Cholesterol plays a critical role in maintaining the structural integrity of the plasma cell membrane [ 27, 28]. In addition, cholesterol also accumulates in specific domains of the membrane and associates with proteins that are involved in various cellular signaling pathways [ 29]. A study by Guillaumond et al. found that cholesterol uptake is significantly increased in pancreatic adenocarcinoma [ 24]. Several studies indicated that cholesterol modulates the development and progression of various cancers [ 30, 31]. Moreover, a recent study identified that cholesterol could be a prognostic index for patients with metastatic nasopharyngeal carcinoma [ 17].
LDL is a component of cholesterol and is involved in cholesterol transportation. A recent study has indicated that LDL level is associated with increased risk of developing hepatocellular carcinoma [ 32]. Rodrigues et al. demonstrated that LDL level was an adverse predictor of disease-free survival in breast cancer patients [ 33]. In CRC patients, LDL was also identified as an independent prognostic factor [ 34]. Nevertheless, the mechanism by which LDL levels are associated with cancer development remains unclear. LDLR, a receptor for LDL, can activate signaling pathways involved in inflammation, cellular transformation, and cell growth. Previous studies demonstrated that LDLR has a pro-tumorigenic effect [ 35]. Studies have also demonstrated that the expression of LDLR in tumor cells is higher than in normal cells, and has been reported to promote cancer progression by increasing proliferation and migration of tumor cells [ 24, 36, 37].
Although studies have suggested a significant relationship between LDL, LDLR and cancer, levels of LDL and LDLR expression are varied across patients of different tumor types. Thus, in this study, we assessed the prognostic impact of LDL and LDLR expression levels in SCLC patients. To our knowledge, this is the first large-scale cohort study to explore the prognostic value of LDL and LDLR levels in SCLC patients. Based on cutoff value of LDL levels at diagnosis, we observed that 89% ( n = 535) of SCLC patients had elevated serum LDL. We next evaluated the effects of LDL levels on OS. Univariate analysis demonstrated that high levels of LDL were associated with poorer survival in SCLC patients. Consistently, multivariate analysis demonstrated that LDL was also an independent prognostic factor in SCLC. Our study also suggested that lower LDLR was significantly associated with longer OS, compared with higher LDLR. Additionally, we showed that LDLR is also an independent predictor for OS. The stratification of patients according to disease stage showed that LDL level is a predictor of limited stage and not extensive stage. While the reason for this observation remains unclear, we speculate that an abnormal metabolic microenvironment in patients with extensive disease may influence LDL levels. Low LDL level was a predictor of longer PFS, which was consistent with the findings by previous published studies.
Based on the findings of this study, we speculate that higher serum LDL and LDLR expression level could be attributed to active tumor cells secreting high levels of cholesterol. Therefore, our findings support the notion that lipoprotein treatment may be a promising anti-tumor agent in patients with high LDL or LDLR expression level. Moreover, combination therapies of LDL-lowering agent with platinum-based chemotherapy may improve clinical outcome of patients. Nonetheless, there remains a need for identifying effective agents to improve the clinical outcomes of patients with SCLC, such as evaluating whether LDLR is a potential therapeutic target.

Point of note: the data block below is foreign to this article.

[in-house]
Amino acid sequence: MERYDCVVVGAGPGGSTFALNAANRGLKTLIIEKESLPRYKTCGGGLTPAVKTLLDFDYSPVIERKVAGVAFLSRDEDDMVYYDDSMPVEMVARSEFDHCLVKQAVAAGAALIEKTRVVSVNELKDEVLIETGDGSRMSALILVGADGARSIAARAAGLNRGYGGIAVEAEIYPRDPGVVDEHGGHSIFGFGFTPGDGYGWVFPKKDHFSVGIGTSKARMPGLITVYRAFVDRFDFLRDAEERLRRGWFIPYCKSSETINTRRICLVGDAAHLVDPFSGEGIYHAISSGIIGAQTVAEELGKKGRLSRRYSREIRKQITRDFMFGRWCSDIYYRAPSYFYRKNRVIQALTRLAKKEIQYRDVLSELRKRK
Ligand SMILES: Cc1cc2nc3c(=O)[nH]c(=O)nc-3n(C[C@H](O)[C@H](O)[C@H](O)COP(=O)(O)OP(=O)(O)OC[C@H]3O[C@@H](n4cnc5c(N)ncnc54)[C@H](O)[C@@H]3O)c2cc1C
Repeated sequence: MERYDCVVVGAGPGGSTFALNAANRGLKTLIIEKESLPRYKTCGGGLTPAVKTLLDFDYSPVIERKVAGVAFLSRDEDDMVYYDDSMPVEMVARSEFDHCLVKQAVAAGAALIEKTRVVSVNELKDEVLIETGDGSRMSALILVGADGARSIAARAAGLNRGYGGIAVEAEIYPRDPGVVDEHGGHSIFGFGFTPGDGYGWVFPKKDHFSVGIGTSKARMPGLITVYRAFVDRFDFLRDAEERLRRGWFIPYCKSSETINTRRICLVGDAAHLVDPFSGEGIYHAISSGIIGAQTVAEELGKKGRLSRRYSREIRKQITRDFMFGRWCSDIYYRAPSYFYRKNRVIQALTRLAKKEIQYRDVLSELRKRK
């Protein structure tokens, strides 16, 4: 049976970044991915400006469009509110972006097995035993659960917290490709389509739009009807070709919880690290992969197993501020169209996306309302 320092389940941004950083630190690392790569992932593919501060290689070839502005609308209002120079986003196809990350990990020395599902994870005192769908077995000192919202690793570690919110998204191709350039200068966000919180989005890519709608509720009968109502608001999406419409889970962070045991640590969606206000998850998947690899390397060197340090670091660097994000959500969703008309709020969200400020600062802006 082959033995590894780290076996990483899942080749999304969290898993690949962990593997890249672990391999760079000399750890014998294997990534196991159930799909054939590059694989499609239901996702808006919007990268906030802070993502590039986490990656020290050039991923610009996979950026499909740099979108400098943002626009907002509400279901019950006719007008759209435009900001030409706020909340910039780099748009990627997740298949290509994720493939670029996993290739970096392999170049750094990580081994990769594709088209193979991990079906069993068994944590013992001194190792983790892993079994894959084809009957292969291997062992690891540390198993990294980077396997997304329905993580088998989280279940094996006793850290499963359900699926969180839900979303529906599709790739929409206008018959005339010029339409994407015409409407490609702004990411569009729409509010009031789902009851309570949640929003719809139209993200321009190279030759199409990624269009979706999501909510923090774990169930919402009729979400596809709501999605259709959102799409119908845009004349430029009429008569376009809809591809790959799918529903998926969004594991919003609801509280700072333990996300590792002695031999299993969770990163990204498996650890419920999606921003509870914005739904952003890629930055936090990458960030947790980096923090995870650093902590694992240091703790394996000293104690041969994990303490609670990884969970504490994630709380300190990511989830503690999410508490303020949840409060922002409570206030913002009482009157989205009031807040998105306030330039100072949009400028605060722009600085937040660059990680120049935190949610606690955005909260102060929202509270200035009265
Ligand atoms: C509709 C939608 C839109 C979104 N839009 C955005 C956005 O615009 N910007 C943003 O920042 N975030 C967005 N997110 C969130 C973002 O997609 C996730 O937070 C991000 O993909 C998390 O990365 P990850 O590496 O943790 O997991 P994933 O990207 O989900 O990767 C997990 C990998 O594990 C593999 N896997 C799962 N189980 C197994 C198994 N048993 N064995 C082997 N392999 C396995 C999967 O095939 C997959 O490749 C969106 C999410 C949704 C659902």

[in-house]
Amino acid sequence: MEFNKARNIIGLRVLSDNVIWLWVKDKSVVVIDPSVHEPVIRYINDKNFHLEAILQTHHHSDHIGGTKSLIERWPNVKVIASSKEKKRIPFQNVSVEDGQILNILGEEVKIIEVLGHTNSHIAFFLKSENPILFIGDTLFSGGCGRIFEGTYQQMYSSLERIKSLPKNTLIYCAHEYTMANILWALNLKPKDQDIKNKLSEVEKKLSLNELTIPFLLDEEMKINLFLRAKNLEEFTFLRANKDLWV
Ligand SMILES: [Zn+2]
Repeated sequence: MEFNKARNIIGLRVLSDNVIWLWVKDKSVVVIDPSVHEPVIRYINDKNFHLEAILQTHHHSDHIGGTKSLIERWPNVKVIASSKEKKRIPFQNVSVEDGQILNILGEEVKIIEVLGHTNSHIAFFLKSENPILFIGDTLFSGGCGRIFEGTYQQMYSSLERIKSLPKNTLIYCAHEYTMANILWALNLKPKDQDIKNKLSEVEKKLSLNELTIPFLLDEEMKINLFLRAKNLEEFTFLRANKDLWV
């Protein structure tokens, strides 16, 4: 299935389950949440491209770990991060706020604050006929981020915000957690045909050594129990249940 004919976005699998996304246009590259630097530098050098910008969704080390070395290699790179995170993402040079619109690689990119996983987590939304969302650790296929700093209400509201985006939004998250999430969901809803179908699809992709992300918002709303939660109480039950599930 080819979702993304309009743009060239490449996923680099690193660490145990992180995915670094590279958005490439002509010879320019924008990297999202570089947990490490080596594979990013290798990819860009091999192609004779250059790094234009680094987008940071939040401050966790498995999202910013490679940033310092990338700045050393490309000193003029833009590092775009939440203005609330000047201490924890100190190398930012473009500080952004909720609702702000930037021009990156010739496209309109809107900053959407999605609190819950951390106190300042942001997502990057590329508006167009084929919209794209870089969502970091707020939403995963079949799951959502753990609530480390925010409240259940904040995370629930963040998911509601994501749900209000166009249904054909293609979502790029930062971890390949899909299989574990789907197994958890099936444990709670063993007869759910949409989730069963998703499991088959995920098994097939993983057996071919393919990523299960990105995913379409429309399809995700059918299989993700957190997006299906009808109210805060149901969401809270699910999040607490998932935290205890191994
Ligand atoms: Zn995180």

Our study does have several limitations. First, it is a retrospective study with clinical data primarily derived from a single institution. Future studies will involve patients from multiple centers to validate our findings. Second, it remains unclear the mechanism by which increased LDL level occurs in patients with SCLC. Additional studies will be needed to elucidate this.

Conclusions

In summary, our results suggest that the serum LDL and LDLR expression level at diagnosis could serve as a significant prognostic factor in patients with SCLC. Serum LDL and LDLR expression in tumor cells at diagnosis could help identify patients susceptible to disease progression. Furthermore, the development of LDL-lowering agents combined with platinum-based chemotherapy may be a new and promising therapeutic strategy for SCLC patients. Therefore, baseline LDL and LDLR expression level could be routinely applied to guide treatment decisions in patients with SCLC.

Acknowledgements

Not applicable.

Funding

This work was supported by: Wu Jieping Medical Foundation Project (Grant No: 08-JC-003), Innovative drug R&D center based on real-time high-throughput cell-based screening platform and large capacity compound library (Grant No: 2013ZX09401003–002), National Natural Science Foundation of China (Grant No: 81,372,502), and National Natural Science Foundation of China (Grant No: 81,602,011). All the grand supporters have no roles in study design, data collection and analysis, and manuscript preparation.

Availability of data and materials

All data generated or analysed during this study are included in this published article and its supplementary information files.

Authors’ contributions

TZ, JZ and WF conceived of the study, and drafted the manuscript. YZ and YY participated in the design of the study. XH, ZZ and XH performed the statistical analysis. YZ and YH conceived of the study. LZ design study. All authors read and approved the final manuscript.

Competing interests

The authors declare that they have no competing interests.

Consent for publication

Not applicable.

Ethics approval and consent to participate

The study was approved by the Institutional Review Board of SYSUCC and written informed consent was obtained for each patient prior to sample collection. Patients were informed that the resected specimens were stored by the hospital and potentially used for scientific research, and that their privacy would be maintained.